Thermography analyses heat signatures present in your electrical equipment to detect electrical faults before they progress to failures, without interrupting regular business operation. This gives our clients the opportunity to rectify faults before costly equipment damage occurs. Thermography has proven to significantly reduce unplanned downtime, reduce the risk of electrical fires, and save you money on costly repairs if the equipment were to reach the point of failure. 

Energised Maintenance:

Energised maintenance provides our clients with the opportunity to obtain live electrical data from their sites. Our highly skilled technicians can analyse this data to determine the health of their electrical system as a whole. This kind of testing allows us to increase the accuracy of a fault diagnosis within your equipment and identify any power quality issues you may be having on site. The data obtained gives us the opportunity to install equipment that can improve power quality, significantly decreasing power consumption and costs.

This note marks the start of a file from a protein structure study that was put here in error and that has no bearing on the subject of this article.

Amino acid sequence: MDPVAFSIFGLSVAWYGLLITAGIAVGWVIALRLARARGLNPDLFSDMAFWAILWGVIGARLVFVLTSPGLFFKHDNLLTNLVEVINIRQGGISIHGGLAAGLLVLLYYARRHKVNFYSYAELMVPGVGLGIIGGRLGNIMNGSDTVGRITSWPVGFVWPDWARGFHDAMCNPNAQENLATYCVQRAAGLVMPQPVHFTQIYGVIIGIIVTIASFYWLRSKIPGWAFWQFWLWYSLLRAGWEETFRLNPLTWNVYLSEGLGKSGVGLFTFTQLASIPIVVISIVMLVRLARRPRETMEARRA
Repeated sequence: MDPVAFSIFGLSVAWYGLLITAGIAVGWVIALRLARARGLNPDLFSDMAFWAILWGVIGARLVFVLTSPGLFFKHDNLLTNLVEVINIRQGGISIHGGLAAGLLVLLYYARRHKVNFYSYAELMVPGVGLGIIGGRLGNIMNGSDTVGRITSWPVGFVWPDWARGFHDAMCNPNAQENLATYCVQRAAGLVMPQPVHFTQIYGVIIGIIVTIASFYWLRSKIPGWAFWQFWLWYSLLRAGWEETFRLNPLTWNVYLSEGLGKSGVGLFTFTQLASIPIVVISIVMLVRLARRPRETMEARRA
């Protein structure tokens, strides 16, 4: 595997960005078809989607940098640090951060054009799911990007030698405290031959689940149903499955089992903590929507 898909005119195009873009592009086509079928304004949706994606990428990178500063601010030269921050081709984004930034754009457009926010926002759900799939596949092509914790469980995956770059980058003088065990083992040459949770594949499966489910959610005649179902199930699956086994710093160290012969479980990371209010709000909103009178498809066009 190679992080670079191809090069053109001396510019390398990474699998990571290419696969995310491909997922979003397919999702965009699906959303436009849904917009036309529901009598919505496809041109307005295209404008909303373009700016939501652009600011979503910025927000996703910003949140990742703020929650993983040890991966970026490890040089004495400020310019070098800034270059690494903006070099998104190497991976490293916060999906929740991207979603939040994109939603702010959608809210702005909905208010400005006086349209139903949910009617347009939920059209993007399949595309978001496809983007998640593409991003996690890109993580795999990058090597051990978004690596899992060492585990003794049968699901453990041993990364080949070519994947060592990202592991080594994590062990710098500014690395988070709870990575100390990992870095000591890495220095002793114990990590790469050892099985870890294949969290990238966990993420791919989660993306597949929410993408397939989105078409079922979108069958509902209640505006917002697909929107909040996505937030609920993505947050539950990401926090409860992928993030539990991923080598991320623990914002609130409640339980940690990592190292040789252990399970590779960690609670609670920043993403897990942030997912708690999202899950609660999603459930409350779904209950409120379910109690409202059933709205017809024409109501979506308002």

De-energised Maintenance:

De-energised maintenance allows for planned shutdowns instead of unplanned outages. Equipment can be safely removed from service and visually inspected. The benefits include adjusting mechanical components and visual inspection that thermography and energised maintenance do not cover. Most mechanical faults are detected during de-energised maintenance which has saved our clients major headaches with the cost of downtime. 

Integrating these three components in your electrical maintenance program can severely diminish unfavourable outcomes on your site. For more information feel free to visit our website https://www.eccentricity.com.au/services/preventative-maintenance-program/ 

Sam Soady

#electrician #electrical #electricalmaintenance #highvoltage #electricalengineering